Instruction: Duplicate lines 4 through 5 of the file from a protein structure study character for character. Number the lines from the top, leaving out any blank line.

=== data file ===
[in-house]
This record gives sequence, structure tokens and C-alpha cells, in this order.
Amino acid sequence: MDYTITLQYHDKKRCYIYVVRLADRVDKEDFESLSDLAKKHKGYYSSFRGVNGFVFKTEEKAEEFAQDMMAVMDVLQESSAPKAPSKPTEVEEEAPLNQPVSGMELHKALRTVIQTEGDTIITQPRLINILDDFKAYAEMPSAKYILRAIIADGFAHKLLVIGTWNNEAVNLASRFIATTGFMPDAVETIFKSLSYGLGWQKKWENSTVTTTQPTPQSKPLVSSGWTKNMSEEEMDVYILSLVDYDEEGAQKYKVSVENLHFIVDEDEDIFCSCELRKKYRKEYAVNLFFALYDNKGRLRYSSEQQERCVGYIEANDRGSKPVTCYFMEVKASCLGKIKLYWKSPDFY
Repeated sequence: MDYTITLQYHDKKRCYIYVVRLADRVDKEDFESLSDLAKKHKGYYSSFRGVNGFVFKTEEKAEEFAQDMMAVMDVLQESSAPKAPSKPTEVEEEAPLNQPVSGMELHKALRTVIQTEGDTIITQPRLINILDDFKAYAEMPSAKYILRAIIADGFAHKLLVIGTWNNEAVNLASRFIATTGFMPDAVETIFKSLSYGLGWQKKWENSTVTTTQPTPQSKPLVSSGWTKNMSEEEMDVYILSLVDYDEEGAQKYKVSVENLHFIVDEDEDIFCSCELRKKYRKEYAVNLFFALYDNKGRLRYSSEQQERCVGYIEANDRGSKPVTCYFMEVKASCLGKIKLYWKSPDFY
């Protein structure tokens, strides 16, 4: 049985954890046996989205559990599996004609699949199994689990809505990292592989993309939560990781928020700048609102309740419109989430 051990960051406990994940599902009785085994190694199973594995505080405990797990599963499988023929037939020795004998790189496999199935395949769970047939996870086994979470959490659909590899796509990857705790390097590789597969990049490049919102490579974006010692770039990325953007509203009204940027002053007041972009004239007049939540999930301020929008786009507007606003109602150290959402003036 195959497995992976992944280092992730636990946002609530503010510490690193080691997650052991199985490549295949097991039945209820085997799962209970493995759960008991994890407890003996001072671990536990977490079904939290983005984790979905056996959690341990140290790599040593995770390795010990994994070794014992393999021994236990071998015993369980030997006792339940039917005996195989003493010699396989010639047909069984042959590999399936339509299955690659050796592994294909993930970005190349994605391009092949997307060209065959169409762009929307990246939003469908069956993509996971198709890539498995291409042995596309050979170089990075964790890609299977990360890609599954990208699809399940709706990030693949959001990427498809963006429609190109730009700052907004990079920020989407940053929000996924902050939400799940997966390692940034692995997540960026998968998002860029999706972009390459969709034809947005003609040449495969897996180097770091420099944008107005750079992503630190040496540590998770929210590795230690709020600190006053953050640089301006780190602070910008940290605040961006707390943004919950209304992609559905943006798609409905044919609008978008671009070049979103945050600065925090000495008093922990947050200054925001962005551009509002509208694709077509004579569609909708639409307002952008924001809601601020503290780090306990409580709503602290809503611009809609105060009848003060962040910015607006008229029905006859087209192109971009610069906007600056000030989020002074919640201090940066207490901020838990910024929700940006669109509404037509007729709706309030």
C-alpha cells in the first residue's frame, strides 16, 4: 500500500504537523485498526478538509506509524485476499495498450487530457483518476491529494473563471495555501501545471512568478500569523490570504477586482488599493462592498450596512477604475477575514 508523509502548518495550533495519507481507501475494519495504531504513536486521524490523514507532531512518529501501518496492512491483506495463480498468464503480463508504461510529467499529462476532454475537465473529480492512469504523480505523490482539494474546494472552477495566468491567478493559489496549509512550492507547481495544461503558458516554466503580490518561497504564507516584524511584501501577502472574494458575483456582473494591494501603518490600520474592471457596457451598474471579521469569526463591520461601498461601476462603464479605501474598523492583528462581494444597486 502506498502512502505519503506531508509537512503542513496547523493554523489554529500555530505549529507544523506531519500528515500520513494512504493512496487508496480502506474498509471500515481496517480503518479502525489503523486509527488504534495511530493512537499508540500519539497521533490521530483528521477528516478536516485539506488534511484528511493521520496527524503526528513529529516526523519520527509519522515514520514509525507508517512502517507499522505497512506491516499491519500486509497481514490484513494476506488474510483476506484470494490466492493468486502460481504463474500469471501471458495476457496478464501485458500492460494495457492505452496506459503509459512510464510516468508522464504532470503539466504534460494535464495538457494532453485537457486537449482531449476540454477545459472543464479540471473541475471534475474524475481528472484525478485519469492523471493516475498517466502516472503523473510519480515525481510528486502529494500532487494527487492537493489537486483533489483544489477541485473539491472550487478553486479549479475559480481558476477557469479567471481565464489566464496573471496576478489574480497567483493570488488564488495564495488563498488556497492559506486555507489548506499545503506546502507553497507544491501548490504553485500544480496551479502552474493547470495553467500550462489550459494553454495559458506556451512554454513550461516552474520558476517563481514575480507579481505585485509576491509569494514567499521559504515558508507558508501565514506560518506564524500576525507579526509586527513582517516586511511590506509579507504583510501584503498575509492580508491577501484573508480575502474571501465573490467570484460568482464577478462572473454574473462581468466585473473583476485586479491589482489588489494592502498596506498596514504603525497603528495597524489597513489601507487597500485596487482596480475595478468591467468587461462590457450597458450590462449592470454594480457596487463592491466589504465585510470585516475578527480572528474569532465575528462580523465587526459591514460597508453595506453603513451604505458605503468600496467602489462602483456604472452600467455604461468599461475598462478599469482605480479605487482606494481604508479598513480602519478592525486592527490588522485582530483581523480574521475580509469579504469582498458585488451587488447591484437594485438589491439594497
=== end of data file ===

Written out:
Repeated sequence: MDYTITLQYHDKKRCYIYVVRLADRVDKEDFESLSDLAKKHKGYYSSFRGVNGFVFKTEEKAEEFAQDMMAVMDVLQESSAPKAPSKPTEVEEEAPLNQPVSGMELHKALRTVIQTEGDTIITQPRLINILDDFKAYAEMPSAKYILRAIIADGFAHKLLVIGTWNNEAVNLASRFIATTGFMPDAVETIFKSLSYGLGWQKKWENSTVTTTQPTPQSKPLVSSGWTKNMSEEEMDVYILSLVDYDEEGAQKYKVSVENLHFIVDEDEDIFCSCELRKKYRKEYAVNLFFALYDNKGRLRYSSEQQERCVGYIEANDRGSKPVTCYFMEVKASCLGKIKLYWKSPDFY
């Protein structure tokens, strides 16, 4: 049985954890046996989205559990599996004609699949199994689990809505990292592989993309939560990781928020700048609102309740419109989430 051990960051406990994940599902009785085994190694199973594995505080405990797990599963499988023929037939020795004998790189496999199935395949769970047939996870086994979470959490659909590899796509990857705790390097590789597969990049490049919102490579974006010692770039990325953007509203009204940027002053007041972009004239007049939540999930301020929008786009507007606003109602150290959402003036 195959497995992976992944280092992730636990946002609530503010510490690193080691997650052991199985490549295949097991039945209820085997799962209970493995759960008991994890407890003996001072671990536990977490079904939290983005984790979905056996959690341990140290790599040593995770390795010990994994070794014992393999021994236990071998015993369980030997006792339940039917005996195989003493010699396989010639047909069984042959590999399936339509299955690659050796592994294909993930970005190349994605391009092949997307060209065959169409762009929307990246939003469908069956993509996971198709890539498995291409042995596309050979170089990075964790890609299977990360890609599954990208699809399940709706990030693949959001990427498809963006429609190109730009700052907004990079920020989407940053929000996924902050939400799940997966390692940034692995997540960026998968998002860029999706972009390459969709034809947005003609040449495969897996180097770091420099944008107005750079992503630190040496540590998770929210590795230690709020600190006053953050640089301006780190602070910008940290605040961006707390943004919950209304992609559905943006798609409905044919609008978008671009070049979103945050600065925090000495008093922990947050200054925001962005551009509002509208694709077509004579569609909708639409307002952008924001809601601020503290780090306990409580709503602290809503611009809609105060009848003060962040910015607006008229029905006859087209192109971009610069906007600056000030989020002074919640201090940066207490901020838990910024929700940006669109509404037509007729709706309030």